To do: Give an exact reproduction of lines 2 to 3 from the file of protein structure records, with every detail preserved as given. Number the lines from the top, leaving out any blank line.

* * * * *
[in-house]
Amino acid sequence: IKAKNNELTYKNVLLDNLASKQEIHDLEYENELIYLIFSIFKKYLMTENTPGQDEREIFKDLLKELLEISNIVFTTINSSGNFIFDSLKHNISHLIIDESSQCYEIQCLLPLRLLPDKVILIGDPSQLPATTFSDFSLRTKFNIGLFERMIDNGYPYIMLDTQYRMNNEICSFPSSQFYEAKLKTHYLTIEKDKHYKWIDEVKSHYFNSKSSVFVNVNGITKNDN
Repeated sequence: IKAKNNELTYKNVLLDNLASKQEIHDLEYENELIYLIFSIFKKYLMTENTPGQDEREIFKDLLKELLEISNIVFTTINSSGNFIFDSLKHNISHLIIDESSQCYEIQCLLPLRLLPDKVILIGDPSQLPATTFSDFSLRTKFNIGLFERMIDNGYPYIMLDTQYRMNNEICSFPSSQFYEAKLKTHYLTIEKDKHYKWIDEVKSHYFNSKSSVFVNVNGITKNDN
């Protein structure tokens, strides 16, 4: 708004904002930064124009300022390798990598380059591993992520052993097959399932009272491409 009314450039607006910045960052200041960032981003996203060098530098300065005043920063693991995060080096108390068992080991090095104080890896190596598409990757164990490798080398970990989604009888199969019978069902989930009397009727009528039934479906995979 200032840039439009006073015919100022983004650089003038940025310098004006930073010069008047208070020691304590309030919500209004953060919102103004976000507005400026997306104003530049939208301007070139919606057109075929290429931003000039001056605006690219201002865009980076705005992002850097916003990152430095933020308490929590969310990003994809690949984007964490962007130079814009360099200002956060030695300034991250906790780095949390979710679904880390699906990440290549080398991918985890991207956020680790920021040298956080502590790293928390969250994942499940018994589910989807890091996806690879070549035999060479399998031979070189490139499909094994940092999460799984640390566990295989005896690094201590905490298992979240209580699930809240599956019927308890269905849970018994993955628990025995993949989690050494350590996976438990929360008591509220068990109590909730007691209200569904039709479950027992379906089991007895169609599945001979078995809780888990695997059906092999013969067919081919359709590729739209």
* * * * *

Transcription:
Amino acid sequence: IKAKNNELTYKNVLLDNLASKQEIHDLEYENELIYLIFSIFKKYLMTENTPGQDEREIFKDLLKELLEISNIVFTTINSSGNFIFDSLKHNISHLIIDESSQCYEIQCLLPLRLLPDKVILIGDPSQLPATTFSDFSLRTKFNIGLFERMIDNGYPYIMLDTQYRMNNEICSFPSSQFYEAKLKTHYLTIEKDKHYKWIDEVKSHYFNSKSSVFVNVNGITKNDN
Repeated sequence: IKAKNNELTYKNVLLDNLASKQEIHDLEYENELIYLIFSIFKKYLMTENTPGQDEREIFKDLLKELLEISNIVFTTINSSGNFIFDSLKHNISHLIIDESSQCYEIQCLLPLRLLPDKVILIGDPSQLPATTFSDFSLRTKFNIGLFERMIDNGYPYIMLDTQYRMNNEICSFPSSQFYEAKLKTHYLTIEKDKHYKWIDEVKSHYFNSKSSVFVNVNGITKNDN